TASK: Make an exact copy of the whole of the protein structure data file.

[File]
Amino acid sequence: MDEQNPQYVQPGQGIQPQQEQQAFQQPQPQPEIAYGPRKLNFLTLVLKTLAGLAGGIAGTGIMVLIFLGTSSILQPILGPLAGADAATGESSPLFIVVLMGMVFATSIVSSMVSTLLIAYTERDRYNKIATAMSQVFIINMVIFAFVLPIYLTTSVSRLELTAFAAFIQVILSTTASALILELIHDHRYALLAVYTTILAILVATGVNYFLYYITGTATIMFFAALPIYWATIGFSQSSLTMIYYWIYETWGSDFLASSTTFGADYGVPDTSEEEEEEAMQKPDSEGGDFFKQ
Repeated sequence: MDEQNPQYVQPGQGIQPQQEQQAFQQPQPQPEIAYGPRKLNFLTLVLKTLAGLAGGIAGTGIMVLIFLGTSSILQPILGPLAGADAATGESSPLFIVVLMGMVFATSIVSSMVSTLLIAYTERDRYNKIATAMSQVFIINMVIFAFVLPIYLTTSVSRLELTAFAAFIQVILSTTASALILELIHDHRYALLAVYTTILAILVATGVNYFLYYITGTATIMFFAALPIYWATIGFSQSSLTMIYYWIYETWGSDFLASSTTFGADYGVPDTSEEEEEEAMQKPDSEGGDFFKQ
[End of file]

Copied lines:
Amino acid sequence: MDEQNPQYVQPGQGIQPQQEQQAFQQPQPQPEIAYGPRKLNFLTLVLKTLAGLAGGIAGTGIMVLIFLGTSSILQPILGPLAGADAATGESSPLFIVVLMGMVFATSIVSSMVSTLLIAYTERDRYNKIATAMSQVFIINMVIFAFVLPIYLTTSVSRLELTAFAAFIQVILSTTASALILELIHDHRYALLAVYTTILAILVATGVNYFLYYITGTATIMFFAALPIYWATIGFSQSSLTMIYYWIYETWGSDFLASSTTFGADYGVPDTSEEEEEEAMQKPDSEGGDFFKQ
Repeated sequence: MDEQNPQYVQPGQGIQPQQEQQAFQQPQPQPEIAYGPRKLNFLTLVLKTLAGLAGGIAGTGIMVLIFLGTSSILQPILGPLAGADAATGESSPLFIVVLMGMVFATSIVSSMVSTLLIAYTERDRYNKIATAMSQVFIINMVIFAFVLPIYLTTSVSRLELTAFAAFIQVILSTTASALILELIHDHRYALLAVYTTILAILVATGVNYFLYYITGTATIMFFAALPIYWATIGFSQSSLTMIYYWIYETWGSDFLASSTTFGADYGVPDTSEEEEEEAMQKPDSEGGDFFKQ